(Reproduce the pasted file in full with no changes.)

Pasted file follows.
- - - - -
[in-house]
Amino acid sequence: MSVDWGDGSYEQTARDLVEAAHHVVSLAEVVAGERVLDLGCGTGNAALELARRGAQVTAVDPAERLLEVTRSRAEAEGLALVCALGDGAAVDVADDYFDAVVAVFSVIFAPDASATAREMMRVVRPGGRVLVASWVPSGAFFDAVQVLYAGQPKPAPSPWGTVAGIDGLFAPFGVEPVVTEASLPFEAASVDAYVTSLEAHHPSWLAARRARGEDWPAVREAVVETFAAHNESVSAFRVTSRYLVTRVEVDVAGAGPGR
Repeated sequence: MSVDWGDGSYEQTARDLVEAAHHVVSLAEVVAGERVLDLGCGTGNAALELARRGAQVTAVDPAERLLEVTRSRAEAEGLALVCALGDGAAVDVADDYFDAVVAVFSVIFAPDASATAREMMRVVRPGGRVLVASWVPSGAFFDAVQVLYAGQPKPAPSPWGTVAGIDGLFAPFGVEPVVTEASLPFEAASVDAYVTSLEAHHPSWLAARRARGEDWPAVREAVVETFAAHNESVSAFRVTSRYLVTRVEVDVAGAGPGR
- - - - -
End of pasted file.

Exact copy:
[in-house]
Amino acid sequence: MSVDWGDGSYEQTARDLVEAAHHVVSLAEVVAGERVLDLGCGTGNAALELARRGAQVTAVDPAERLLEVTRSRAEAEGLALVCALGDGAAVDVADDYFDAVVAVFSVIFAPDASATAREMMRVVRPGGRVLVASWVPSGAFFDAVQVLYAGQPKPAPSPWGTVAGIDGLFAPFGVEPVVTEASLPFEAASVDAYVTSLEAHHPSWLAARRARGEDWPAVREAVVETFAAHNESVSAFRVTSRYLVTRVEVDVAGAGPGR
Repeated sequence: MSVDWGDGSYEQTARDLVEAAHHVVSLAEVVAGERVLDLGCGTGNAALELARRGAQVTAVDPAERLLEVTRSRAEAEGLALVCALGDGAAVDVADDYFDAVVAVFSVIFAPDASATAREMMRVVRPGGRVLVASWVPSGAFFDAVQVLYAGQPKPAPSPWGTVAGIDGLFAPFGVEPVVTEASLPFEAASVDAYVTSLEAHHPSWLAARRARGEDWPAVREAVVETFAAHNESVSAFRVTSRYLVTRVEVDVAGAGPGR